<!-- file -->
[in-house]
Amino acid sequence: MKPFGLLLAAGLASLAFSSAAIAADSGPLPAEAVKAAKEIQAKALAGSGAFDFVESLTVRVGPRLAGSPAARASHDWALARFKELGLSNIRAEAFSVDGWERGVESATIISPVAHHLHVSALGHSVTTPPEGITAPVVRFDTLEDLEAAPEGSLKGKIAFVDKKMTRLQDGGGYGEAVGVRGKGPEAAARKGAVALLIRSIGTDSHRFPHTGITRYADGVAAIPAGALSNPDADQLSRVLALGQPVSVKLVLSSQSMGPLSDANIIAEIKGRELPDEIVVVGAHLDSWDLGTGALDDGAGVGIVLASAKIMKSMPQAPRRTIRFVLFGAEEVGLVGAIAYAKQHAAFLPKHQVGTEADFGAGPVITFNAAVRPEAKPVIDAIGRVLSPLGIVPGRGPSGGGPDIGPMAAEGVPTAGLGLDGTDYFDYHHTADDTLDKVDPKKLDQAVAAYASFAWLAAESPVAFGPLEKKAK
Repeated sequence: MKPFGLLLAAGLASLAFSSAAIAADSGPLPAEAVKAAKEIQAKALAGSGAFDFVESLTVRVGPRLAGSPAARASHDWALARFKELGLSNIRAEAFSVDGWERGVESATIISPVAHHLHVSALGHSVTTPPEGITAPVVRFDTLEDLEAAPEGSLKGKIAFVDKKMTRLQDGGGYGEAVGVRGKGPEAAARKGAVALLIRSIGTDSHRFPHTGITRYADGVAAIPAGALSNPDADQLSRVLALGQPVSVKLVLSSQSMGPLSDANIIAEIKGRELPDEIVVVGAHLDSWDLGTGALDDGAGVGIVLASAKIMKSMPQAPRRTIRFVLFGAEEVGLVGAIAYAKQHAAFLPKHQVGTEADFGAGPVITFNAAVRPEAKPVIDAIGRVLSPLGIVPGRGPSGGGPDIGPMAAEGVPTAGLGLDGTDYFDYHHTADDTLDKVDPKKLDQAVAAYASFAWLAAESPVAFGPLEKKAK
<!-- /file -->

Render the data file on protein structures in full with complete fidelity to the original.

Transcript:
[in-house]
Amino acid sequence: MKPFGLLLAAGLASLAFSSAAIAADSGPLPAEAVKAAKEIQAKALAGSGAFDFVESLTVRVGPRLAGSPAARASHDWALARFKELGLSNIRAEAFSVDGWERGVESATIISPVAHHLHVSALGHSVTTPPEGITAPVVRFDTLEDLEAAPEGSLKGKIAFVDKKMTRLQDGGGYGEAVGVRGKGPEAAARKGAVALLIRSIGTDSHRFPHTGITRYADGVAAIPAGALSNPDADQLSRVLALGQPVSVKLVLSSQSMGPLSDANIIAEIKGRELPDEIVVVGAHLDSWDLGTGALDDGAGVGIVLASAKIMKSMPQAPRRTIRFVLFGAEEVGLVGAIAYAKQHAAFLPKHQVGTEADFGAGPVITFNAAVRPEAKPVIDAIGRVLSPLGIVPGRGPSGGGPDIGPMAAEGVPTAGLGLDGTDYFDYHHTADDTLDKVDPKKLDQAVAAYASFAWLAAESPVAFGPLEKKAK
Repeated sequence: MKPFGLLLAAGLASLAFSSAAIAADSGPLPAEAVKAAKEIQAKALAGSGAFDFVESLTVRVGPRLAGSPAARASHDWALARFKELGLSNIRAEAFSVDGWERGVESATIISPVAHHLHVSALGHSVTTPPEGITAPVVRFDTLEDLEAAPEGSLKGKIAFVDKKMTRLQDGGGYGEAVGVRGKGPEAAARKGAVALLIRSIGTDSHRFPHTGITRYADGVAAIPAGALSNPDADQLSRVLALGQPVSVKLVLSSQSMGPLSDANIIAEIKGRELPDEIVVVGAHLDSWDLGTGALDDGAGVGIVLASAKIMKSMPQAPRRTIRFVLFGAEEVGLVGAIAYAKQHAAFLPKHQVGTEADFGAGPVITFNAAVRPEAKPVIDAIGRVLSPLGIVPGRGPSGGGPDIGPMAAEGVPTAGLGLDGTDYFDYHHTADDTLDKVDPKKLDQAVAAYASFAWLAAESPVAFGPLEKKAK